U.S. Supreme Court or the California Supreme Court

 

Case Brief Project (1-2 Pages, see examples here: student case brief examples.pdfPreview the document).
Complete the following course project, which consists of researching a case and writing a critical case brief after reading and analyzing the judicial opinion associated with the case. Upload the 1-2 page case brief as a Word or PDF document before the deadline.
Research one case that the U.S. Supreme Court or the California Supreme Court (not a trial court or an intermediate court of appeal or a court in another state/country) has written a decision on (preferably within the last 5 years, although older cases may be selected if of a particular interest, which must be explained in the case brief)
For more information on writing a student case brief, please review this website: https://www.lib.jjay.cuny.edu/how-to/brief-a-caseLinks to an external site..
The case brief should have a case citation (parties involved and year of decision), brief facts (only the most important facts that the court relied on), issue(s) (the question(s) to be resolved by the court), holding/rule of law (the precedent established by the case, which is the court’s answer(s) to the issue(s)), reasoning/rationale (why the court ruled as it did), other opinions (e.g., dissent and/or concurring opinions, if any), and your own brief analysis (e.g., why you agree with the court or not).
Thus, answer the following questions while preparing a case brief:
Case: What was the name of the case? Please include the year of the case as well.
Parties: Who were the parties?
Facts: Briefly discuss the type of case it is (e.g., civil, criminal) and what the facts of the case were that were relied upon in the decision made by the Court (the dispositive facts only). This should not be the bulk of a case brief, and there will be plenty of unimportant facts left out. Make sure that the facts included are important to understanding why the court held as it did, which will help complete this case to other cases (an important skill in our common law system of precedence under the doctrine of stare decisis).
Issue: What was the issue to be decided by the court? This is best phrased as a question or questions that the Court answered.
Holding/Reasoning & Rationale: What was the holding (the decision of the court that answered the issue(s)) and what was the court’s rationale or reasoning for the holding? What rules of law were mentioned?
Other Opinions: Were there any dissenting or concurring opinions of note? If so, summarize.
Analysis: Do you agree with the majority opinion or any dissenting or concurring opinion? Why or why not?
Discussion: Why did you select this case? Why do you think the Court chose to hear this particular case that you chose, given the large number of writs of certiorari the Court receives each term? Every year the court has a large number of writs of certiorari received each term. Remember, neither the California nor the U.S. Supreme Court has to hear every case brought before it. Having a case decided by these courts is a privilege, not a right.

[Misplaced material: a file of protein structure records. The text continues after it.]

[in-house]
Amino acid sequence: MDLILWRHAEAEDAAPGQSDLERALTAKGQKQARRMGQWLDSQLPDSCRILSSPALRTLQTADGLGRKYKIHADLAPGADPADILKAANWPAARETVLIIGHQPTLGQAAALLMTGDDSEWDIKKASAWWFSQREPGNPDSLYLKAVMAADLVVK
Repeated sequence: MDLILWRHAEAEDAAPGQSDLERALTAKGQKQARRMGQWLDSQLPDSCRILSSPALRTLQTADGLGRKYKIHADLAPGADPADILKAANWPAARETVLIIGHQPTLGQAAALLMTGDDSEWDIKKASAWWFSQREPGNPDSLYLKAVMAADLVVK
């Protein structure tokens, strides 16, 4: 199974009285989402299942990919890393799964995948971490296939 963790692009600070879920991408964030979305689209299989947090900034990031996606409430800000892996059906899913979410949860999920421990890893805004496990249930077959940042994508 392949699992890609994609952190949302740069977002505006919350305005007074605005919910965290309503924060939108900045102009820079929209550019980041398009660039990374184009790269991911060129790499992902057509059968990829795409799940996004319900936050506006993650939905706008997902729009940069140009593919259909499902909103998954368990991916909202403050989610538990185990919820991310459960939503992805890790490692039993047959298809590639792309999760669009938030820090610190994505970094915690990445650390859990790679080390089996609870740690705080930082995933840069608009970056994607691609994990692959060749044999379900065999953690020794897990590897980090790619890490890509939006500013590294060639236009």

Your response should be 1-2 pages, double-spaced, and uploaded in Word or PDF format.
Use headings to designate the applicable areas of the case brief (e.g., (e.g., “Facts,” “Issue,” “Holding,” “Reasoning/Rationale,” “Analysis,” “Discussion”). See how the sample here breaks up some of the sections so a reader can quickly see the section of interest: http://www.ucs.louisiana.edu/~ras2777/adminlaw/casebrief.htmlLinks to an external site..
Additionally, here is a video walking you through how to write a case brief (the case brief discussed in this case uses slightly different headings but the same basic principles apply with regard to reading a case with writing a case brief in mind):
https://www.youtube.com/watch?v=_Njye-NBtf8Links to an external site.

The video relates to a 9th Circuit opinion available at http://cdn.ca9.uscourts.gov/datastore/opinions/2011/01/19/08-17360.pdfLinks to an external site..
For additional information on case briefing, see http://www.lawnerds.com/guide/briefing.html#WhyBriefaCase?Links to an external site..
Also, for help finding judicial opinions to analyze for the case brief, the following websites provide free access to court decisions:
Google Scholar, http://scholar.google.com/Links to an external site. (choose “case law”, select court(s), and search by citation, case name, or keyword)
Public Library of Law, http://www.plol.org/Pages/Search.aspxLinks to an external site. (free; registration required)
Findlaw, http://caselaw.findlaw.com/Links to an external site.
Justia, http://law.justia.com/cases/Links to an external site.
Leagle, http://www.leagle.com/Links to an external site.
Cornell Legal Information Institute (Cornell University Law School):

Law Library of Congress Guide to Law Online:
Federal cases: http://www.loc.gov/law/help/guide/federal/usjudic.phpLinks to an external site.
State cases: http://www.loc.gov/law/help/guide/states.phpLinks to an external site.
The Supreme Court of the United States places recent decisions, as well as bound volumes of the United States Reports back to volume 502 (October 1991 term), on its website, http://www.supremecourt.gov/opinions/opinions.aspxLinks to an external site..
All written assignments will be evaluated for completeness, accuracy, clarity, compliance with assignment requirements, and integration of course material. You are responsible for maintaining copies of all of their work in case of the need for resubmission.
Late assignments and assignments not in Word or PDF format may not be accepted and may result in a “0.”
example given in materials

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